Visual Perception of Incomplete Human-Like Body Postures: A Near-Infrared Spectroscopy Study


Previous studies have reported that the mirror neuron system plays a crucial role in social cognition. We examined whether the higher-order cognitive functions are involved in the activations in the mirror neuron area when we perceive simplified pseudo-postures. We measured 14 participants’ brain activation during the posture-recognition task using near-infrared spectroscopy. The participants’ task was to observe five sequentially presented target pseudo-postures and judge whether a test pseudo-posture was identical to one of the preceding five target pseudo-postures. The results in the majority of participants (n = 10/14) revealed that the activity in the inferior frontal mirror neuron area is modulated by perception of human-likeness, but not in the remaining four participants (n = 4/14). These results suggest that the degree of the activation of higher-order cognitive functions, which may be engaged in the inhibitory and/or facilitative processing of human body or bodily movement, leads to the distinctive activities in the inferior frontal mirror neuron area.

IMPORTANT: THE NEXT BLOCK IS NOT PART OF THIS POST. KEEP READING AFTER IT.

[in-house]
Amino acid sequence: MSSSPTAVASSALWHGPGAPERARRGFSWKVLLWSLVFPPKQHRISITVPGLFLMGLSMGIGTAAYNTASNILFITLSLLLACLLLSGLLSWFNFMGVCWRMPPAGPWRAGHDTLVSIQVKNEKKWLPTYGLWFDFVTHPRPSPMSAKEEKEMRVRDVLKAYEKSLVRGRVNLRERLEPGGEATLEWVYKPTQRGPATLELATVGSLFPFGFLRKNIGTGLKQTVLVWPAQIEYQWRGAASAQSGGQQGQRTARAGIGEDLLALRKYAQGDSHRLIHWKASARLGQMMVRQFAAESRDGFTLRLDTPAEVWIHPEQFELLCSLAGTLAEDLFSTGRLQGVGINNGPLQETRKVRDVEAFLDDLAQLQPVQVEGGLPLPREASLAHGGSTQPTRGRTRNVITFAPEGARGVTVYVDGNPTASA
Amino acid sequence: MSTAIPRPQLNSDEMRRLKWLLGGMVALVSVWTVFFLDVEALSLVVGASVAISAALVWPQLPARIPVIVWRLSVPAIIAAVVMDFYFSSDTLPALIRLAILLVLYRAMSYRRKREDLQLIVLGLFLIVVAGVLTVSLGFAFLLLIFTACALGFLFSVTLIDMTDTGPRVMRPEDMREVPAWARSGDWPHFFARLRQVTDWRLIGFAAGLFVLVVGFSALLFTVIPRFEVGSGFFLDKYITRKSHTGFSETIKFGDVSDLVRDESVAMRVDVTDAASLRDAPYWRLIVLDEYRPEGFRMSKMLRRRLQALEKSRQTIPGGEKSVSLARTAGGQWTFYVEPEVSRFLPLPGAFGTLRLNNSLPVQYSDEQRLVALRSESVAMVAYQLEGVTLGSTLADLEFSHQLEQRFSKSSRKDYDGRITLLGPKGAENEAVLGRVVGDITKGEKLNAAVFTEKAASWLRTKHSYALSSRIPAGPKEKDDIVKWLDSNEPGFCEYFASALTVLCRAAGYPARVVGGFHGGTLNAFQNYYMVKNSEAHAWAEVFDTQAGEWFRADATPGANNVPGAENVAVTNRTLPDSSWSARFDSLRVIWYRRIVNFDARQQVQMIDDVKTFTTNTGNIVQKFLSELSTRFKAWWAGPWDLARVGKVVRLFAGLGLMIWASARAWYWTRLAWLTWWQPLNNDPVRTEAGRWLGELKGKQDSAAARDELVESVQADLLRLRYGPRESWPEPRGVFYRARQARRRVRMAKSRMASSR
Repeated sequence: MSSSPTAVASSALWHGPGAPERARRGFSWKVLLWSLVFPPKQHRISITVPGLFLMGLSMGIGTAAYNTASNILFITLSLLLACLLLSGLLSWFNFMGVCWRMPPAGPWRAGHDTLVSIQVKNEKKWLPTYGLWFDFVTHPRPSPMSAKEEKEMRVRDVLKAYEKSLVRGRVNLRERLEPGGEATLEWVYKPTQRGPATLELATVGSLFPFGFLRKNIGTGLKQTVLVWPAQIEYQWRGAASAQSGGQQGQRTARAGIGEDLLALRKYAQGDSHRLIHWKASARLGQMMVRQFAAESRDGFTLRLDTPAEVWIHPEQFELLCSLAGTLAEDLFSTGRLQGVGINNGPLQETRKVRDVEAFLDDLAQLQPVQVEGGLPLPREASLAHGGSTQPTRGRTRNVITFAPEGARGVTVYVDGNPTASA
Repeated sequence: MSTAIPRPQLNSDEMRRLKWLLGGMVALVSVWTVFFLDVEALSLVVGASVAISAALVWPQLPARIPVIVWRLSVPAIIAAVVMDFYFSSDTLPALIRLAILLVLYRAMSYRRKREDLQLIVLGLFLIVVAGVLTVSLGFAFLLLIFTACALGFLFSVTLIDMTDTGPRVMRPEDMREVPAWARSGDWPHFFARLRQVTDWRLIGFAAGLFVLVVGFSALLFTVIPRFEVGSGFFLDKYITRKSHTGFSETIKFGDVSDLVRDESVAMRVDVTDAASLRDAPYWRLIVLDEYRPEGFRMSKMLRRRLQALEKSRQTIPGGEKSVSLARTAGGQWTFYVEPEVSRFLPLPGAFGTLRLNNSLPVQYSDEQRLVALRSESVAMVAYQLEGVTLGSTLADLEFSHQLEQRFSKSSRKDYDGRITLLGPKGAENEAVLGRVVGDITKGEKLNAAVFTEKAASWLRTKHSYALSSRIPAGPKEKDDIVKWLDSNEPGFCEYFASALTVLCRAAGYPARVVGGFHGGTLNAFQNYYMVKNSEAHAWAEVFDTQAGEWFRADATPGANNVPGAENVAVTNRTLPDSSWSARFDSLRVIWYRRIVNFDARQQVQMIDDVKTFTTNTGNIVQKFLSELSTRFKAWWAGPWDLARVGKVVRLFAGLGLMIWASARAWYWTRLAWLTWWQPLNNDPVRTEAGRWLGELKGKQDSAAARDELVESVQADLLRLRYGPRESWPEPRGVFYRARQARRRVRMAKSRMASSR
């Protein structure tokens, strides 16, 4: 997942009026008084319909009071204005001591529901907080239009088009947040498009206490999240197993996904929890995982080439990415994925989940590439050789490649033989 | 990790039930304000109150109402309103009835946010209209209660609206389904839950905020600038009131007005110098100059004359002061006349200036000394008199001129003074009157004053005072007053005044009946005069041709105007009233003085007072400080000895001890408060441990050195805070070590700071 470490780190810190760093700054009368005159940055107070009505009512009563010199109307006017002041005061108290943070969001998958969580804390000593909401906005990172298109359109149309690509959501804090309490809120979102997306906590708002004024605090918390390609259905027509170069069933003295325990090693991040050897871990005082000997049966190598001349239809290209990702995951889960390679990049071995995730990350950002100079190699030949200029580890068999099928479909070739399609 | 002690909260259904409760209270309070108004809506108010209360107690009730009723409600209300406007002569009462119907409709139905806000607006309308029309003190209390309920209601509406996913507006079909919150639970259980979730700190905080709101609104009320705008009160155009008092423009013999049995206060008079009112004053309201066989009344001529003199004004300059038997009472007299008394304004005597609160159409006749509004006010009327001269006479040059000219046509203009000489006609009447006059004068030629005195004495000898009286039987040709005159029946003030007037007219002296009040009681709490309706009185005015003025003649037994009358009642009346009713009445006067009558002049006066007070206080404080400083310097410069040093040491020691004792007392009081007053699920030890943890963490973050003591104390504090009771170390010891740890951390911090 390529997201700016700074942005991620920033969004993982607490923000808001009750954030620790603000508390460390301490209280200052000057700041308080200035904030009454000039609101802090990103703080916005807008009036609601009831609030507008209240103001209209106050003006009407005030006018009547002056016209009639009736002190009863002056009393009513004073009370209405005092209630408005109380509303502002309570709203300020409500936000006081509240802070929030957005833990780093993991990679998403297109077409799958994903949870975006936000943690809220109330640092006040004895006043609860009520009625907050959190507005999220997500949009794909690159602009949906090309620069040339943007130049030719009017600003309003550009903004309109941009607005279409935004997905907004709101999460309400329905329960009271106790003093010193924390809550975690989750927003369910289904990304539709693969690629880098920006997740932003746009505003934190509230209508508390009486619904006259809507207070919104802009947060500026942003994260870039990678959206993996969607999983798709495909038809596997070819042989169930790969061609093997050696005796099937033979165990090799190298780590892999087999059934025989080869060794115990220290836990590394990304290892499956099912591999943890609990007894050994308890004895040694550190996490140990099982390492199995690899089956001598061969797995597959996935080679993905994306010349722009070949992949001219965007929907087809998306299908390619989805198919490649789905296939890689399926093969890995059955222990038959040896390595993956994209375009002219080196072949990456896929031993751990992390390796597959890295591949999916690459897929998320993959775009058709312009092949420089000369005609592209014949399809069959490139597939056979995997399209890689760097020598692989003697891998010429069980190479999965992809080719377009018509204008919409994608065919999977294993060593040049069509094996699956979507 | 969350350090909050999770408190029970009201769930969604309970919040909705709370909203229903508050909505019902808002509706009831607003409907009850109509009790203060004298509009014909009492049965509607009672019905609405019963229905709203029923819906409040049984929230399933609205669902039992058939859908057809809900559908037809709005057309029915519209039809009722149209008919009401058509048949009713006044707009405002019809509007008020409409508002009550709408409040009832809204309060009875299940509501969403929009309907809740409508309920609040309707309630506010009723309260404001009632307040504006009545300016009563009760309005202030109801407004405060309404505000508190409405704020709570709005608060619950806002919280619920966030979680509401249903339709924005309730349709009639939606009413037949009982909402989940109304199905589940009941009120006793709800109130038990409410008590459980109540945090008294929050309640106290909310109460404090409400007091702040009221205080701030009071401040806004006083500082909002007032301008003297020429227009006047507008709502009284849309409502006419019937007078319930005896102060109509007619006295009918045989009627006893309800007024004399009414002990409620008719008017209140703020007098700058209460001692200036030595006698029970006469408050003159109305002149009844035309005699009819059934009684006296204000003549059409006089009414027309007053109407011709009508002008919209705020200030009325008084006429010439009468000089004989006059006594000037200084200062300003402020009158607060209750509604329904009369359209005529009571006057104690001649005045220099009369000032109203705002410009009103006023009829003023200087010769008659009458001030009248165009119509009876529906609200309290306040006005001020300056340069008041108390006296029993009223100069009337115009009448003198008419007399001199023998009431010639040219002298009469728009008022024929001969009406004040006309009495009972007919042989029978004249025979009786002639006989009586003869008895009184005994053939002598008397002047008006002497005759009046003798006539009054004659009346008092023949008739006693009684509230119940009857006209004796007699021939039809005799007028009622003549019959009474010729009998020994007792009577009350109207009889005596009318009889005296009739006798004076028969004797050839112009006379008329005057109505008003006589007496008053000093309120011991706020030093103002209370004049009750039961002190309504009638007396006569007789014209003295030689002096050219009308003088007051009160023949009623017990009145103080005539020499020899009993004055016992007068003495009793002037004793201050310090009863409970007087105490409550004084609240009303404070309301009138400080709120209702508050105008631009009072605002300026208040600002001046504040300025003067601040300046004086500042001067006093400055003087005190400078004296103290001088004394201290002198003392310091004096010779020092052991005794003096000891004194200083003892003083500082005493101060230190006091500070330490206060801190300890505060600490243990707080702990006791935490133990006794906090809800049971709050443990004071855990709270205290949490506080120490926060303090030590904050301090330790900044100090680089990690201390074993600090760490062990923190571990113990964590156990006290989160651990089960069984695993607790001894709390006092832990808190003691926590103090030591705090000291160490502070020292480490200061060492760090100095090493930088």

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Ito, H. , Saito, H. , Oi, M. , Shiraishi, T. , Meng, S. and Palacios, V. (2014) Visual Perception of Incomplete Human-Like Body Postures: A Near-Infrared Spectroscopy Study. Journal of Behavioral and Brain Science, 4, 544-558. doi: 10.4236/jbbs.2014.412053.

Conflicts of Interest

The authors declare no conflicts of interest.


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